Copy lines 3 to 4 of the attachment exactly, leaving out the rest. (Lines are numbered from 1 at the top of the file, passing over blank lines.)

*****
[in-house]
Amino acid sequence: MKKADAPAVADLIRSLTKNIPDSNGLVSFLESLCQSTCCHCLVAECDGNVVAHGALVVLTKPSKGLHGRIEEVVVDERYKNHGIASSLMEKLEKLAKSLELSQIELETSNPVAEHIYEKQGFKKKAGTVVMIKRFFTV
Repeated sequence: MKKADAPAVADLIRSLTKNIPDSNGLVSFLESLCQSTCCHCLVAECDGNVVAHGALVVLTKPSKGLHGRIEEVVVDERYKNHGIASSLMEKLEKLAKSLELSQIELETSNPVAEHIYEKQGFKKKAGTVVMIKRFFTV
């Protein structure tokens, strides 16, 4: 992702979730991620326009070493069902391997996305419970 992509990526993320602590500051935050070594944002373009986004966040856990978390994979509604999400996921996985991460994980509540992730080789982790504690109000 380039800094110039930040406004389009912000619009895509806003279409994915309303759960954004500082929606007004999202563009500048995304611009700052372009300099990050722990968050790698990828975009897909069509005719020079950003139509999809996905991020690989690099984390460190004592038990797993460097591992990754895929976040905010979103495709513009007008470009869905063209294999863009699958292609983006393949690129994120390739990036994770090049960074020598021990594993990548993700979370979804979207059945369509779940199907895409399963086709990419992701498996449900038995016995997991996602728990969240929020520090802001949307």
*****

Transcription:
Repeated sequence: MKKADAPAVADLIRSLTKNIPDSNGLVSFLESLCQSTCCHCLVAECDGNVVAHGALVVLTKPSKGLHGRIEEVVVDERYKNHGIASSLMEKLEKLAKSLELSQIELETSNPVAEHIYEKQGFKKKAGTVVMIKRFFTV
């Protein structure tokens, strides 16, 4: 992702979730991620326009070493069902391997996305419970 992509990526993320602590500051935050070594944002373009986004966040856990978390994979509604999400996921996985991460994980509540992730080789982790504690109000 380039800094110039930040406004389009912000619009895509806003279409994915309303759960954004500082929606007004999202563009500048995304611009700052372009300099990050722990968050790698990828975009897909069509005719020079950003139509999809996905991020690989690099984390460190004592038990797993460097591992990754895929976040905010979103495709513009007008470009869905063209294999863009699958292609983006393949690129994120390739990036994770090049960074020598021990594993990548993700979370979804979207059945369509779940199907895409399963086709990419992701498996449900038995016995997991996602728990969240929020520090802001949307």